The Movement of Bronze: Andrew DeVries
Andrew DeVries makes bronze sculptures of dancers. He makes the bronze dance, too.
Everywhere there is motion, and energy. It's there in the moments frozen in time in the dancers' poses; poses that are never entirely static, never fully in equilibrium. Instead, they seem to be forever going somewhere in a timeless choreography that implies its past and future yet offers only its immediate present as a certainty.
A kindred motion and energy are also evident in the surfaces of the bronze itself, where the artist shapes the metal's surfaces not to render the forms more realistic but to make them more expressionistic and more impassioned.
As a result, DeVries' art is as much about abstraction as it is about realism. As the two function together in the same work of art, they serve and add to each other, making each stronger and the combination in the finished work stronger yet.
DeVries produces his work in sizes ranging from as small as nine inches high to as large as 50 inches, with a few works considerably larger. Like most bronze sculptors, the vast majority of his pieces are produced in limited editions. For the smaller works, the edition size ranges from as few as 30 to as many as 100 works. The larger sculptures are produced in smaller editions, usually ranging between eight and 12 pieces.
By far the largest pieces to come from DeVries studio are his commissioned sculptures. In nearly all cases, these are scaled up versions of smaller works. An early example of this type is 1989's " Dance of the Morning," which recreates a small bronze originally produced two years earlier. Destined for an outdoor location at the Hebrew Home hospital in Hartford, Connecticut, the nine-foot tall sculpture's dancing figure exalts the vitality that powers and celebrates life. You can see and feel this power in the roughly modeled forms of the figure's bronze musculature, and in the unstable pose which makes the figure appear to extend itself outside of the restraints of its base and thereby to engage with the wider world beyond.
"Dance of the Morning," which was cast in seven sections welded together, also reveals what the artist refers to as his "intuitive engineering" which allows him to successfully construct the sculpture in spite of the fact that much of its weight is diagonally off-center relative to the single foot which links the dancer to its foundation. He achieves these results by adjusting the thickness of the work's bronze walls at various points, so that they're thicker where they bear more weight and thinner where less structural strength is required.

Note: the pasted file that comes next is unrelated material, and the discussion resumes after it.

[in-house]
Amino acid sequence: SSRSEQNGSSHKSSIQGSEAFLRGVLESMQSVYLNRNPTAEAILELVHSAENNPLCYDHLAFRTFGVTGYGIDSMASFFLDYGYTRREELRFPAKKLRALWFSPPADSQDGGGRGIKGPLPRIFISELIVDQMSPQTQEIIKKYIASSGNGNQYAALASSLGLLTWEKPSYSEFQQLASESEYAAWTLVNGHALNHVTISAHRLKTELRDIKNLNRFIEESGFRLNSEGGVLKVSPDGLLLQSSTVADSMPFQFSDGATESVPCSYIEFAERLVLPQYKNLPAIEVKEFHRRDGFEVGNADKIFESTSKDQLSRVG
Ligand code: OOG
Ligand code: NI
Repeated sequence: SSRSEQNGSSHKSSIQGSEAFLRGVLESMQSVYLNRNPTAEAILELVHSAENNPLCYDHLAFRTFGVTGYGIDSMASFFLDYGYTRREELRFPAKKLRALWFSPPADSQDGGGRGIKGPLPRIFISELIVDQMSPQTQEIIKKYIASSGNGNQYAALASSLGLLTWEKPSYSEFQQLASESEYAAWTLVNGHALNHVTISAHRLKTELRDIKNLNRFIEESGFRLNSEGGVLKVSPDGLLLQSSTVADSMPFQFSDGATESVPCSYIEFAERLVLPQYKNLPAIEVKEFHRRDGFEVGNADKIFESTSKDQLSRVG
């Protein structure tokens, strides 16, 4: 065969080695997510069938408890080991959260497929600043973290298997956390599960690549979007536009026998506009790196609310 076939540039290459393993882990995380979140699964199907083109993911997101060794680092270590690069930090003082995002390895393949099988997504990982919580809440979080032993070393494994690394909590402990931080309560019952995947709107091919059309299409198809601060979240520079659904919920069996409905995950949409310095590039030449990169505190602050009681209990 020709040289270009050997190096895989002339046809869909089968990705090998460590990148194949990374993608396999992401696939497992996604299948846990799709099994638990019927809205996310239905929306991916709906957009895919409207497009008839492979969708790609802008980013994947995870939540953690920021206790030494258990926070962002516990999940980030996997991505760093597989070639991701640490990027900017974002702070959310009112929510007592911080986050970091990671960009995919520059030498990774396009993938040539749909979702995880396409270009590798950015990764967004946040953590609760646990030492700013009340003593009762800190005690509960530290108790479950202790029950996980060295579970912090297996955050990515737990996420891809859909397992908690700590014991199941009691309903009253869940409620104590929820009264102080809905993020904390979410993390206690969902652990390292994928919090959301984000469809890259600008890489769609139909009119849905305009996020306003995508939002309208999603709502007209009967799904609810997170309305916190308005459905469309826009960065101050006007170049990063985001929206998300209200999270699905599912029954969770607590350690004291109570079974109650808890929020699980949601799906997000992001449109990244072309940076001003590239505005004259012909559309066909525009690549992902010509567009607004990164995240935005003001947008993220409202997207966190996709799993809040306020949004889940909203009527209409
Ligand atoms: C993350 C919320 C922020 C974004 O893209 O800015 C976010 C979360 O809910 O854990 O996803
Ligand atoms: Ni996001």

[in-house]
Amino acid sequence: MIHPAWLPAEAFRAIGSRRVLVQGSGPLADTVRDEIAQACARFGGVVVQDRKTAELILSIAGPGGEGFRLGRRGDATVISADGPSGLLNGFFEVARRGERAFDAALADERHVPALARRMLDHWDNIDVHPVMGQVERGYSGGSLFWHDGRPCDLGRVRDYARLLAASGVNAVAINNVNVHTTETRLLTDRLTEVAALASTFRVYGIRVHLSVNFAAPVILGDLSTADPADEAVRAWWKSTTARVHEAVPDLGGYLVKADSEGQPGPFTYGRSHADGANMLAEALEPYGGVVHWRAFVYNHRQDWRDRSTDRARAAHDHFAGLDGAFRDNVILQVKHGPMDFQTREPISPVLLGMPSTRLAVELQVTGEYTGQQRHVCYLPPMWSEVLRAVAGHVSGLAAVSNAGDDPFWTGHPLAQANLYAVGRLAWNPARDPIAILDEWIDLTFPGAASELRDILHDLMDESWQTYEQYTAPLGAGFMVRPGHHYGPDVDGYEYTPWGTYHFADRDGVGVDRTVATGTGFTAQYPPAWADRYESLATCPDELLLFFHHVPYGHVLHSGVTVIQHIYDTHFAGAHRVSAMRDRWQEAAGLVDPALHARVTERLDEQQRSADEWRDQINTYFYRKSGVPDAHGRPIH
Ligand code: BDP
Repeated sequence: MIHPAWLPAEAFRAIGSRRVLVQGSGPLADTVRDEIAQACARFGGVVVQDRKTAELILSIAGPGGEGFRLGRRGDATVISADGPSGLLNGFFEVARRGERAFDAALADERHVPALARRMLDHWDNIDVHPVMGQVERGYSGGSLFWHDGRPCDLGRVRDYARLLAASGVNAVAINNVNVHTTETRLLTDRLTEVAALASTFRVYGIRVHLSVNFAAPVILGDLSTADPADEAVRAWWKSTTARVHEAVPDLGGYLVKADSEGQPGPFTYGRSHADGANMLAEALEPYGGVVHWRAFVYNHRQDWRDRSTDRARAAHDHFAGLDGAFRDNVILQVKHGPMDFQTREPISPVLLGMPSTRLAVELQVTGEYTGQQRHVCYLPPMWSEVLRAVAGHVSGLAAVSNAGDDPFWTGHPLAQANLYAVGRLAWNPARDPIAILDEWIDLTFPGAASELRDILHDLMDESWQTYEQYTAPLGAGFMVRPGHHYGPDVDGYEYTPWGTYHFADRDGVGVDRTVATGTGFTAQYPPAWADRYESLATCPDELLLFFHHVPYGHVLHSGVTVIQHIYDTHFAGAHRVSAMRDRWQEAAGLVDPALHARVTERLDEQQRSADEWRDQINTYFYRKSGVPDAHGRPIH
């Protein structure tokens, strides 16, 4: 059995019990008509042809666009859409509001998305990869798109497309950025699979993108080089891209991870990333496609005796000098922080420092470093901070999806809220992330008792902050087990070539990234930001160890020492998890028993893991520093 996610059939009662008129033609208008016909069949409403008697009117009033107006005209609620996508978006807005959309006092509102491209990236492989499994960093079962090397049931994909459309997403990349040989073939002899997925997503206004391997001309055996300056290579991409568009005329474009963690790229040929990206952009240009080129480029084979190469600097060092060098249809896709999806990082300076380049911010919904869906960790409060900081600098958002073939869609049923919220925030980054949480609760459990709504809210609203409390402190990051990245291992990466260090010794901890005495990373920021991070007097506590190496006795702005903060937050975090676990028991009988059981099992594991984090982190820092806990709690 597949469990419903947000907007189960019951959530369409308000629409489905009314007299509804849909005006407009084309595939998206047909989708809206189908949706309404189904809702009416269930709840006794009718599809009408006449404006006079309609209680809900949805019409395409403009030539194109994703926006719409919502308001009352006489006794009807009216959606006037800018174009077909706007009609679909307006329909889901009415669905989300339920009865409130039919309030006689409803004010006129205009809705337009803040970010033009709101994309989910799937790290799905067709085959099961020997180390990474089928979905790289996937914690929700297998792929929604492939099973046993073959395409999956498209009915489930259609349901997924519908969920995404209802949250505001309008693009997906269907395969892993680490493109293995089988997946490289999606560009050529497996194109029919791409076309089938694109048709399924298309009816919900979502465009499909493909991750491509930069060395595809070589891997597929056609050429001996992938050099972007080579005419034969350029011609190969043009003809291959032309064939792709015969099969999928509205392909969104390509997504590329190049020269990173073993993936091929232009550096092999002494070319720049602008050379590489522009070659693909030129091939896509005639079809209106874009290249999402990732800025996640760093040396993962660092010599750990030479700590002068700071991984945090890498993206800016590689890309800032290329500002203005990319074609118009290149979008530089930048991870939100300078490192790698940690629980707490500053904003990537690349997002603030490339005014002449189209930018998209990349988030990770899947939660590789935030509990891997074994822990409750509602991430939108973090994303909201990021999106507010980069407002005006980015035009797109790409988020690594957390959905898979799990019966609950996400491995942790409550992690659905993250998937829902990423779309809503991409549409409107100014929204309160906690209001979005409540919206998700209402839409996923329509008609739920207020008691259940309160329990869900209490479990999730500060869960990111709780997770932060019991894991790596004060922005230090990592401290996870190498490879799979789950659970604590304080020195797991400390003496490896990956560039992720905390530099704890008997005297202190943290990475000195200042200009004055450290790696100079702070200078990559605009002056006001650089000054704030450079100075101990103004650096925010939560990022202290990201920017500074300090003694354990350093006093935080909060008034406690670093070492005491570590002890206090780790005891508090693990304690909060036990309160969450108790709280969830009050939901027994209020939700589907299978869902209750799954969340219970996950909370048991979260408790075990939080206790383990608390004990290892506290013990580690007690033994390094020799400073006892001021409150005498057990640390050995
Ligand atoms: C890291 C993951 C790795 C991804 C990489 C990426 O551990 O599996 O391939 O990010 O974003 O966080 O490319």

DeVries success and exploitation of bronze's structural possibilities remains a constant throughout his work. An especially fascinating example is his very recent "Innocence." In this 2009 creation, a life size nude female figure floats horizontally in the air nearly six feet above its base, supported only by the generous flowing tresses of her hair. The work has the undeniable feel of magic and mythology. It's DeVries' mastery of bronze that makes this magic possible.
Largely self taught, DeVries came to his approach to sculpture and art making through two major influences. The first was his experience repairing heavy machinery used on the farm his family owns near Rochester, New York. The experience gave him his first tastes of working with metals and sparked an intense determination to be an artist; more specifically, to be a sculptor.
Having set this goal for himself, he dropped out of high school and set off on a journey across the United States that soon would take him to his next point of significant destiny - a ballet studio in Denver, Colorado. There, over the course of a couple of years, he would spend nearly every day producing pencil and charcoal drawings of every detail and nuance of the dancers' poses and movements. Simultaneously he started working with clay, the material with which almost all bronze sculpture begins. All of the work that DeVries has since produced emerges from these beginnings on the farm and at the dance studio.
visitors to DeVries site can view a wide array of his bronze sculpture spanning more than two decades, learn more about the artist's unique personal story, and take a virtual tour of the extensive studio facility he built for himself in the Berkshire hills of western Massachusetts. You'll see him dancing with bronze, and dancing with life, in everything he touches.
"It is the artist's duty to stretch the boundaries of our day-to-day experiences and go beyond them to a deeper understanding of ourselves," adds DeVries.
Also in this Issue:
- Schtiller & Plevy: A Commitment to Restoring History
- Gregory Nangle: Outcast Studios
- The Movement of Bronze: Andrew DeVries
- Capturing the Wild West Through Bronze
- MET Features Work of Renowned 19th-Century American Sculptor and Metalist Augustus Saint-Gaudens